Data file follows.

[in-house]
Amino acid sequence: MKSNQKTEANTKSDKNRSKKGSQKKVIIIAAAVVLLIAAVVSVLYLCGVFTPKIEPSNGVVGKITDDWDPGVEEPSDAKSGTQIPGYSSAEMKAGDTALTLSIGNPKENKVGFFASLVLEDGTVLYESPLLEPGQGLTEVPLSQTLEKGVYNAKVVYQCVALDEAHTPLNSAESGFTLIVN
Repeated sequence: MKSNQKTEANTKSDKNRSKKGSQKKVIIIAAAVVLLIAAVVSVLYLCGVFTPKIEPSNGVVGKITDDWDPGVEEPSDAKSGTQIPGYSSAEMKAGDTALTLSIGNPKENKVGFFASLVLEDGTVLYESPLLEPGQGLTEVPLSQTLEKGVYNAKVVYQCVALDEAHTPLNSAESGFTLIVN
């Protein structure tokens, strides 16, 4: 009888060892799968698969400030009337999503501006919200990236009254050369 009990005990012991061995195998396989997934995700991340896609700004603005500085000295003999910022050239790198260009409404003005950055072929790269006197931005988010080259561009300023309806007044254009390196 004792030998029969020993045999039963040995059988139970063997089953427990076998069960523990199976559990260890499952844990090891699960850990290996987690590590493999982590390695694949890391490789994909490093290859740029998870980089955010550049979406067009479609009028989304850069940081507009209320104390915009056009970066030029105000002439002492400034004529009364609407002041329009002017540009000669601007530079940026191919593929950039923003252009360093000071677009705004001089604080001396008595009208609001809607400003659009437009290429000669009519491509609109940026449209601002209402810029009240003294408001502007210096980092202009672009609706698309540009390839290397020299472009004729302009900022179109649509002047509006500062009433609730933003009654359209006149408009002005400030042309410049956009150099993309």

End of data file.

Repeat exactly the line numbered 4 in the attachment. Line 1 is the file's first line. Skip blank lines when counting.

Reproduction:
């Protein structure tokens, strides 16, 4: 009888060892799968698969400030009337999503501006919200990236009254050369 009990005990012991061995195998396989997934995700991340896609700004603005500085000295003999910022050239790198260009409404003005950055072929790269006197931005988010080259561009300023309806007044254009390196 004792030998029969020993045999039963040995059988139970063997089953427990076998069960523990199976559990260890499952844990090891699960850990290996987690590590493999982590390695694949890391490789994909490093290859740029998870980089955010550049979406067009479609009028989304850069940081507009209320104390915009056009970066030029105000002439002492400034004529009364609407002041329009002017540009000669601007530079940026191919593929950039923003252009360093000071677009705004001089604080001396008595009208609001809607400003659009437009290429000669009519491509609109940026449209601002209402810029009240003294408001502007210096980092202009672009609706698309540009390839290397020299472009004729302009900022179109649509002047509006500062009433609730933003009654359209006149408009002005400030042309410049956009150099993309």